The village of El Pescadero borders the Sierra de La Laguna to the east and the Pacific Ocean to the west. It is a desert oasis. In the growing area of Pescadero, the palm plantations are surrounded by roads and farms and coexist with a low number of private residences. We can see plantings of cherries, tomatoes and basil. Most of these products are grown for export and end up in markets and gourmet food stores in the United States. Fortunately, some of the products are on sale outside of the village.
Geography and Population
El Pescadero is located at mile 40 on the road from Cabo San Lucas to La Paz. The center of this community is about 1,000 feet from the road, heading toward the Sierra de la Laguna. The current population hovers around 1,800 inhabitants. In addition, there is a growing number of international residents, mainly from the United States, Canada and a lesser amount from Europe.
The foreign influence in the amount of construction on the beach gets more remarkable everyday. As a result, the property values in the area are on the rise. Fishermen and farmers also work in construction.
Given its location so close to Todos Santos, the two towns share many characteristics. Both are key points surrounded by arroyos that originate in the Sierra de La Laguna and run to the Pacific Ocean. When full, the currents can be so strong that huge boulders are carried to the beaches. These lands are highly valued as a place to grow sugarcane, tomatoes and mangoes, as well as livestock.
Commercial agriculture thrives due to the water supply. The cool air from the Pacific Ocean carries up the face of the Sierra de La Laguna and meets the warmer air from the Sea of Cortez. This results in frequent rainstorms in the mountains during summer and fall. Consequently, the storms release large amounts of rainfall that fills rivers and underground aquifers throughout the Todos Santos and El Pescadero basin.
Ships that began their journey from the Philippine Islands sailed for the coast of San Francisco to load gold discovered in the surrounding areas. The ships anchored off the coast of the Baja peninsula to load up on fresh water, agricultural products and livestock. A port was established precisely between El Pescadero and Todos Santos. Today, only a foundation of large stones exists where wooden docks for loading and unloading were built in the bay formed by the cliffs of Playa San Pedrito. The port was built on the coast near El Pescadero in an area that was known as Rancho Pescadero.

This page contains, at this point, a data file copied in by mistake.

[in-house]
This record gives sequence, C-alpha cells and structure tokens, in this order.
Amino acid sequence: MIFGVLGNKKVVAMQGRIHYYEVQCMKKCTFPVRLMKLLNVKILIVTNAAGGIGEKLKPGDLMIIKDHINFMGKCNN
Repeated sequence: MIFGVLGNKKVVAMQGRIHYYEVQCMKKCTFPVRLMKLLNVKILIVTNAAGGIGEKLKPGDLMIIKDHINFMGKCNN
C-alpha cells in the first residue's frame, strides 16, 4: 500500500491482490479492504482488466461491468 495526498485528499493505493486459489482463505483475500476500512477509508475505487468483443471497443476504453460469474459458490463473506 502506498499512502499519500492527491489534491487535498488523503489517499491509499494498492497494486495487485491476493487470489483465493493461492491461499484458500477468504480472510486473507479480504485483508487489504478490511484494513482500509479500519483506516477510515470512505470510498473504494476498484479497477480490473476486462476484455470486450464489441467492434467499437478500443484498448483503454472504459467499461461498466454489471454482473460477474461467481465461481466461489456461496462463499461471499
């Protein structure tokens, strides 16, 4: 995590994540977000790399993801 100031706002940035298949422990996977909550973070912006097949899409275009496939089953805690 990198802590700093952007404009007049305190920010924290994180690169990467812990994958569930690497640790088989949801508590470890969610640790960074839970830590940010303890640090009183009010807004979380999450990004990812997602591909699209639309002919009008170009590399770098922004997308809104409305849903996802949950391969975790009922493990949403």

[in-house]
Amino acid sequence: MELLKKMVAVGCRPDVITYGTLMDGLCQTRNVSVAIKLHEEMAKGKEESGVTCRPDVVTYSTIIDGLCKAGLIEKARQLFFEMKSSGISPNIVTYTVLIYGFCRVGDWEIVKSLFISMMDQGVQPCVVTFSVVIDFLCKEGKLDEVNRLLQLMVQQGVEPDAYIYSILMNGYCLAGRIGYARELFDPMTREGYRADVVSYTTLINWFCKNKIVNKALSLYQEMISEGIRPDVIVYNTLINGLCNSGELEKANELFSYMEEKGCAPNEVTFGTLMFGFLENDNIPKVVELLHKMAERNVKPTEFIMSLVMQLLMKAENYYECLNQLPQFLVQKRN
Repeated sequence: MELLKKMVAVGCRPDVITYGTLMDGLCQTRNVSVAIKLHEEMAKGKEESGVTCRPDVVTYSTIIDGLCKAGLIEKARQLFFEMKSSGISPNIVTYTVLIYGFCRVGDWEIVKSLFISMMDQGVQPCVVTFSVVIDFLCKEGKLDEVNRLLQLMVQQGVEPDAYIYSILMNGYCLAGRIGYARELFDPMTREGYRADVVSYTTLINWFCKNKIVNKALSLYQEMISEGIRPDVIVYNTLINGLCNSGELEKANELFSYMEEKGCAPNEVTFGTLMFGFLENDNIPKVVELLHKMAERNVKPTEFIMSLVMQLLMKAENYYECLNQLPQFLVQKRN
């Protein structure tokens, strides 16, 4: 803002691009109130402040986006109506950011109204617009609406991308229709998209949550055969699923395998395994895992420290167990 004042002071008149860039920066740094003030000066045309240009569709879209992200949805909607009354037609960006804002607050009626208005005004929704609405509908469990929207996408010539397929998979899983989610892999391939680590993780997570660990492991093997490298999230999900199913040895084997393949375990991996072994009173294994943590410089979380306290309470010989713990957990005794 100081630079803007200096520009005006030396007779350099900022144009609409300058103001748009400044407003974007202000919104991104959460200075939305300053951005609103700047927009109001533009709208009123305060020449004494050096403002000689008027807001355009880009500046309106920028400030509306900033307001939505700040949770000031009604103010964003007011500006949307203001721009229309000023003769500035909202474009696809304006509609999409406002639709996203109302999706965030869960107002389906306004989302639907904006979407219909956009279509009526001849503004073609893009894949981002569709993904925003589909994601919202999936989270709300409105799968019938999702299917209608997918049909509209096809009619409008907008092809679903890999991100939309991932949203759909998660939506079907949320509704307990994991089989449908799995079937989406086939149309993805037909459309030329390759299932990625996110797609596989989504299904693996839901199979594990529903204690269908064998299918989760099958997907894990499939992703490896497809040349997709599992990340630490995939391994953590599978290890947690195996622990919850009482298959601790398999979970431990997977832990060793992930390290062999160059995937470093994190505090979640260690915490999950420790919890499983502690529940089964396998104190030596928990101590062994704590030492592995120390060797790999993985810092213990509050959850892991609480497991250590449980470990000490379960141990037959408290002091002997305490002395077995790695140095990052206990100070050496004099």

Growth began as soon as Hernán Cortés discovered Baja California in the late sixteenth century. As with all colonies in the New World, the Jesuit missionaries converted the native inhabitants and built missions in Alta California, strategically located to reach the southern tip of the peninsula. The mission established in Todos Santos was founded in 1724 and was a focal point for the region, including El Pescadero. The Guaycura and Pericue tribes were the original inhabitants of the area.
Spanish colonizers were quick to join with tribal members. As a result, virtually all pure native bloodlines disappeared. The descendants are the present inhabitants of this area. A total of 12 families with about 100 people established the Rancheria El Pescadero. Family names included Salgado, Arce, Albañez, Meza and more.
The climate in El Pescadero is one of the best in the state. The Pacific Ocean moderates temperatures throughout the year. In the summer, ocean breezes keep the heat at bearable levels. In the winter, generally from March to May, the days are warm and the temperatures are lower at night.
There are surfing beaches along the entire length of the peninsula on the Pacific Coast side. Two of the best sites are in El Pescadero on the beaches known as Cerritos and San Pedrito. Cerritos is ideal for beginners and intermediate surfers. San Pedrito is considered a beach for advanced surfers because of the rocky bottom and strong currents.